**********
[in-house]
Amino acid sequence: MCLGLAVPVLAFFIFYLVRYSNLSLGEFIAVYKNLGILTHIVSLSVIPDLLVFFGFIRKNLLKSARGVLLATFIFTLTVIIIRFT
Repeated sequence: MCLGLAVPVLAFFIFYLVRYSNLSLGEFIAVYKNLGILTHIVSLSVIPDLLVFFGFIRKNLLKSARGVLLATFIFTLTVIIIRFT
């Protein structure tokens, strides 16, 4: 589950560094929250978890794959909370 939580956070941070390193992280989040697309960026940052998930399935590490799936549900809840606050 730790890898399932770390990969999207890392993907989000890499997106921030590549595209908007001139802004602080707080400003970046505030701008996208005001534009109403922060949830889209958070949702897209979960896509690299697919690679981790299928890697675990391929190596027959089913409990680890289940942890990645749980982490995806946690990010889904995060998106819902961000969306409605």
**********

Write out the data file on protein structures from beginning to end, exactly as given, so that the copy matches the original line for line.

[in-house]
Amino acid sequence: MCLGLAVPVLAFFIFYLVRYSNLSLGEFIAVYKNLGILTHIVSLSVIPDLLVFFGFIRKNLLKSARGVLLATFIFTLTVIIIRFT
Repeated sequence: MCLGLAVPVLAFFIFYLVRYSNLSLGEFIAVYKNLGILTHIVSLSVIPDLLVFFGFIRKNLLKSARGVLLATFIFTLTVIIIRFT
């Protein structure tokens, strides 16, 4: 589950560094929250978890794959909370 939580956070941070390193992280989040697309960026940052998930399935590490799936549900809840606050 730790890898399932770390990969999207890392993907989000890499997106921030590549595209908007001139802004602080707080400003970046505030701008996208005001534009109403922060949830889209958070949702897209979960896509690299697919690679981790299928890697675990391929190596027959089913409990680890289940942890990645749980982490995806946690990010889904995060998106819902961000969306409605």